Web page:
Today we’d like to share with you a wonderful post from Cavin Harper at Christian Grandparenting Network. If you haven’t checked out The CGN website yet, we encourage you to do so. It is filled with resources, insightful articles, and podcasts from Cavin’s “Not on My Watch” weekly radio program–all designed to help you become a better and more intentional grandparent.
In this article, Cavin shares on the downsides of being a “helicopter grandparent.”
Are You a Helicopter Grandparent?
Joyce likes to hover. She hovers over her daughter by examining and critiquing everything she does. When her grandson was born she hovered—“That’s not the right way. Let me show how to do it, dear.” When the child was sick or had a runny nose, she would drop by with the recommended remedies and makes sure they were probably administered. At every stage of development, Joyce was there with her advice and ‘words of encouragement’, which translated mean, “Let me show you how to do it.” Her daughter feels like she is still treated like a little girl. Even her grandson, now eight, feels smothered by Grandma’s attention.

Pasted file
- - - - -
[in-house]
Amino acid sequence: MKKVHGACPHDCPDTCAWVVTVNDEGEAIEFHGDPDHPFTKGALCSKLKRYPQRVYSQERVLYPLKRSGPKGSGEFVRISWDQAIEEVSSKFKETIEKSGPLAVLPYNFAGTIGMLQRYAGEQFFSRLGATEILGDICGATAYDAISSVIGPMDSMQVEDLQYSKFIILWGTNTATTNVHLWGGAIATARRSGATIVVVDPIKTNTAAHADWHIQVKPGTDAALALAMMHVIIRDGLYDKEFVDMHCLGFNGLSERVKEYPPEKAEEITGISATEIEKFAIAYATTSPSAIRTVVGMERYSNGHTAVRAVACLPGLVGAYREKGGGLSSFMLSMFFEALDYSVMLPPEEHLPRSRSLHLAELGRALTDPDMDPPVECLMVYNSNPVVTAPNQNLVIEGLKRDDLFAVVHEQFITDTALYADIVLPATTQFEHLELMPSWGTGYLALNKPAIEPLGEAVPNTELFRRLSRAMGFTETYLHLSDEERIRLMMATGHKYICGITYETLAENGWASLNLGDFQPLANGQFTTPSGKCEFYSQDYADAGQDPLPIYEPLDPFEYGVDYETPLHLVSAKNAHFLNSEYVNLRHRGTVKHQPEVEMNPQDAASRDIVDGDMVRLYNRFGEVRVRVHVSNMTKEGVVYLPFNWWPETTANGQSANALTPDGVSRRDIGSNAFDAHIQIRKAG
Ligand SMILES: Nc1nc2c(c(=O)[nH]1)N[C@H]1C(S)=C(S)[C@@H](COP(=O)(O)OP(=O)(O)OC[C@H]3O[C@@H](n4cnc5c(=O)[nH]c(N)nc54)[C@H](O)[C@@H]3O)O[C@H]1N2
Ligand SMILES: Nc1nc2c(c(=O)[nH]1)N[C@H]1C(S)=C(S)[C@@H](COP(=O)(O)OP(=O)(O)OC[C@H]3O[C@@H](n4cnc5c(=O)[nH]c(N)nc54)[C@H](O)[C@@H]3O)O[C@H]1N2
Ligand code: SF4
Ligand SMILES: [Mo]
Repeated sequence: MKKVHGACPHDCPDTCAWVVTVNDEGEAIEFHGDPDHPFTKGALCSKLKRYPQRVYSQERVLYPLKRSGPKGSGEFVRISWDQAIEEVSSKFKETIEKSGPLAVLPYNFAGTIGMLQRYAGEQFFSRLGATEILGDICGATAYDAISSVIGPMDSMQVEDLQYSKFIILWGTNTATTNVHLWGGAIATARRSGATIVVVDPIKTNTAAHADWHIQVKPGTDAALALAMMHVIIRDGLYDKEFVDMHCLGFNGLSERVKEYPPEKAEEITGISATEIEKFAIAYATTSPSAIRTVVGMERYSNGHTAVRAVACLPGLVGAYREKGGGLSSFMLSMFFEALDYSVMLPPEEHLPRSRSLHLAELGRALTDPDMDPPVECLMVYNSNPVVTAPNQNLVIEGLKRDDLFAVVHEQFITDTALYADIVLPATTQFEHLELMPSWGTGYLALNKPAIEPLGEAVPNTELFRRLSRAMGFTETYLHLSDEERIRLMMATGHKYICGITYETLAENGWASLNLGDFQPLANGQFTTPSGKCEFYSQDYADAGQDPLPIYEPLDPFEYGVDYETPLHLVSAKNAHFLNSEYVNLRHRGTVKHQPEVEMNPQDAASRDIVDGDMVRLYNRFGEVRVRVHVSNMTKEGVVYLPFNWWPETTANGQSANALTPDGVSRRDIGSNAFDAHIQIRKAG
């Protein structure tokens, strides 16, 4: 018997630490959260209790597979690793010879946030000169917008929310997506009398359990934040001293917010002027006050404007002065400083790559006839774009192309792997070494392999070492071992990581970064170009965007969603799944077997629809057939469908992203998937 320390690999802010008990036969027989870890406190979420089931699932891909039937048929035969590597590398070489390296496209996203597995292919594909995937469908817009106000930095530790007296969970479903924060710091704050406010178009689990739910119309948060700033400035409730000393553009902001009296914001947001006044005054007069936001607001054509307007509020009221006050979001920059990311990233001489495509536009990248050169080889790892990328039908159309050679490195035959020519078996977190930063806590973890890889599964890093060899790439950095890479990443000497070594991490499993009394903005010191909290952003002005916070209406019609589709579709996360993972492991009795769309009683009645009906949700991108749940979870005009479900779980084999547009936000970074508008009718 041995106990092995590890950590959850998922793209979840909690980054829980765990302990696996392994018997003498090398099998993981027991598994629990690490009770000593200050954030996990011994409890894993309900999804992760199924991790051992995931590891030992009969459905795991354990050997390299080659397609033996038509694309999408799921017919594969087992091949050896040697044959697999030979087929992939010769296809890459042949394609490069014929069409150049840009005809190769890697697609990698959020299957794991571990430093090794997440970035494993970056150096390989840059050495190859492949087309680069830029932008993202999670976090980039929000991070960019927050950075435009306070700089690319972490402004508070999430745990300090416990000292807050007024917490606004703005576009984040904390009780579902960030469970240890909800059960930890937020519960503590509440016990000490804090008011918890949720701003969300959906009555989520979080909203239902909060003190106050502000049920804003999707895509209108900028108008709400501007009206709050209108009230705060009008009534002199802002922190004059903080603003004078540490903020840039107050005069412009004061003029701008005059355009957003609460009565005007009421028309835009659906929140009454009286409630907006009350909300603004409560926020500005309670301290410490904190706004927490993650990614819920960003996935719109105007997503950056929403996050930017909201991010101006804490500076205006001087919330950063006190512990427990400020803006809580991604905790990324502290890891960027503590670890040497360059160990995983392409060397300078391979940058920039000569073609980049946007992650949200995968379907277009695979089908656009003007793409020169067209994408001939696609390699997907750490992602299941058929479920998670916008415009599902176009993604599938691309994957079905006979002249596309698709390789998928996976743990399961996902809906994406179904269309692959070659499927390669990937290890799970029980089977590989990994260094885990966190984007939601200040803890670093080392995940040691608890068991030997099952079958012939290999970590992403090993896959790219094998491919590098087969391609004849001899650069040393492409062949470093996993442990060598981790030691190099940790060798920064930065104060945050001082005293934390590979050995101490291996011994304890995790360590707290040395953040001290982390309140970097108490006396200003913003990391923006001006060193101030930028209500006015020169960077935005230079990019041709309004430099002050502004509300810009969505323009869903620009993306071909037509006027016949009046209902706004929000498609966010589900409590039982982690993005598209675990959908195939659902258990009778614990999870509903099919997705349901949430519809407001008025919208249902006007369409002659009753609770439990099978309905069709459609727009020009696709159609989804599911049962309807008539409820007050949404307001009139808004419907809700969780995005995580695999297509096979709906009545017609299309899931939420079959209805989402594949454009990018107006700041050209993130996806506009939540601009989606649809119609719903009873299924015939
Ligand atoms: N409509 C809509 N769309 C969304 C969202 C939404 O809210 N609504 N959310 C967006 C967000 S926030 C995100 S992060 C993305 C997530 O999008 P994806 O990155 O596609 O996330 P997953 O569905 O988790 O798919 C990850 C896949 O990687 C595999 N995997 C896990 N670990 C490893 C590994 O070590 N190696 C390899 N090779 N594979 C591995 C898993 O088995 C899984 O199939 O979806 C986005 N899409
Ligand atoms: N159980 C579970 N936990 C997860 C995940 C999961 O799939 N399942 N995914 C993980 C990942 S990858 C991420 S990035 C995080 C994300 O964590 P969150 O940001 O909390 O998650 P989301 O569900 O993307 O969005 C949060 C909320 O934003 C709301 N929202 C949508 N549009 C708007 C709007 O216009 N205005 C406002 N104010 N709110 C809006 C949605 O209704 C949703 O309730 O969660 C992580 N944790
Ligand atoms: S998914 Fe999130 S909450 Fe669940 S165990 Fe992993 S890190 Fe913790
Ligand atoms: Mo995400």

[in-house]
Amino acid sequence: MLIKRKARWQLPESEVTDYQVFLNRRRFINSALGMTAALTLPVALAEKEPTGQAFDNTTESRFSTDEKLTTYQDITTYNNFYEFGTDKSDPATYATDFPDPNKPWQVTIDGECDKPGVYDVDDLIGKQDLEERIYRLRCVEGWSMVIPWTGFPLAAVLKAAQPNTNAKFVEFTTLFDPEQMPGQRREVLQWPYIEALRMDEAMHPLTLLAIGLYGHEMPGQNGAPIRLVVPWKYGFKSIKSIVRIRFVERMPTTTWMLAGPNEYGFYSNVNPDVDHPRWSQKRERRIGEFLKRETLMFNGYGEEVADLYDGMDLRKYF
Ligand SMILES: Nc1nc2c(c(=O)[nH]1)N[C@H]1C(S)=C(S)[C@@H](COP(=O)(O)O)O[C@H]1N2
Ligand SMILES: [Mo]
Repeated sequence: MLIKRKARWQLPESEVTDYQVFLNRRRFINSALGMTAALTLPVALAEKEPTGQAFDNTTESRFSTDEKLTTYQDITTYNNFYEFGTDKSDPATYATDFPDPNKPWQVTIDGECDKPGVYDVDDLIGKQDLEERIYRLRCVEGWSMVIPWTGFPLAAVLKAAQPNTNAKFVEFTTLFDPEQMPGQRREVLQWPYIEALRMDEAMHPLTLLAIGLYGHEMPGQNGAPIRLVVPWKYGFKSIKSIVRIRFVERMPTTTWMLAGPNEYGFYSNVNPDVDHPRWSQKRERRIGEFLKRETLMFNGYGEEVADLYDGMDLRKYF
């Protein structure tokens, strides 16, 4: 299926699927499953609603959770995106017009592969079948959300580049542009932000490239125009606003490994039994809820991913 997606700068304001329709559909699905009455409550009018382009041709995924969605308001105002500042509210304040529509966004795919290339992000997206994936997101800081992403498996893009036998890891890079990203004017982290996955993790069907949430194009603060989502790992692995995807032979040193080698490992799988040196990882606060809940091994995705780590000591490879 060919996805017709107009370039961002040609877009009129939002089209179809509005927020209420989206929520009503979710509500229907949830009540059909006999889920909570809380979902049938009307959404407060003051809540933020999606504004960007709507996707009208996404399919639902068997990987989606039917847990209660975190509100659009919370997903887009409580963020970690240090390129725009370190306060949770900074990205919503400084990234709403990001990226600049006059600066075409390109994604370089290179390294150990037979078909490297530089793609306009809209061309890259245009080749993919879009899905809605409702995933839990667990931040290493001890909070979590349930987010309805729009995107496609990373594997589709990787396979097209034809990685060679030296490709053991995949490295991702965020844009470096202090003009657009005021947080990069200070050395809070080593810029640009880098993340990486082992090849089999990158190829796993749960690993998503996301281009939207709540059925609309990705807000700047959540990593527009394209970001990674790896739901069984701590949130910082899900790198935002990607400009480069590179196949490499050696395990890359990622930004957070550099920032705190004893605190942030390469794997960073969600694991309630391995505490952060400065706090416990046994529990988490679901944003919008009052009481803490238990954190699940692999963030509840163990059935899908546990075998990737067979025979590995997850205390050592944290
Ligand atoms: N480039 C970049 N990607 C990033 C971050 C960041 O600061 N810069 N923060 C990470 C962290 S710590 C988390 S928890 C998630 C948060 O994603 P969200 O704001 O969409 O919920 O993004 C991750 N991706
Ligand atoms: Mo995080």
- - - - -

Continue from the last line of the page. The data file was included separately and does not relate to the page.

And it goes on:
Hovering grandparents (or parents) are like a helicopter always looking over another’s shoulders and beating them with the constant battering of wind and chatter. I have talked with many parents, especially mothers, who resent the constant ‘hovering’ of a mother or mother-in-law. Men are not exempt from the hovering offense either. Men do like to ‘fix’ things, after all.
Wise grandparents understand their boundaries and even discuss them with their adult children to make sure that they are not violating those boundaries. Our goal as grandparents is to build up and enable our adult children to be the best parents possible. Interference and giving advice are not the approaches that will help them succeed as parents. There are times when it is necessary to give advice, but mostly it should be given only when asked.
Wise grandparents trust their adult children to make mistakes and learn. More importantly, they trust God to protect and guide. They know when to step in and when to stay out. Wisdom builds up. Hovering foolishly tears down. May God grant you wisdom so that you can land that helicopter and do some groundwork of building solid foundations for a strong home.
In writing Grandparenting Through Obstacles, we quickly discovered that the issue of establishing boundaries and balance between parents and grandparents was a major concern of many grandparents. They’re never quite sure if they’re doing too much or not enough, or if they should even dare ask.
Because of this, we decided to devote one-fourth of the book to “Partnering with Parents.” In this section readers will learn of other grandparents who have struggled with the issues of boundaries and balance and how they successfully navigated through its troubled waters. We hope you will check it out for some creative ideas that may help you or someone you know.
Thank you to Cavin Harper for sharing his insights on helicopter grandparenting! You can check out his original article on this topic on the CGN blog.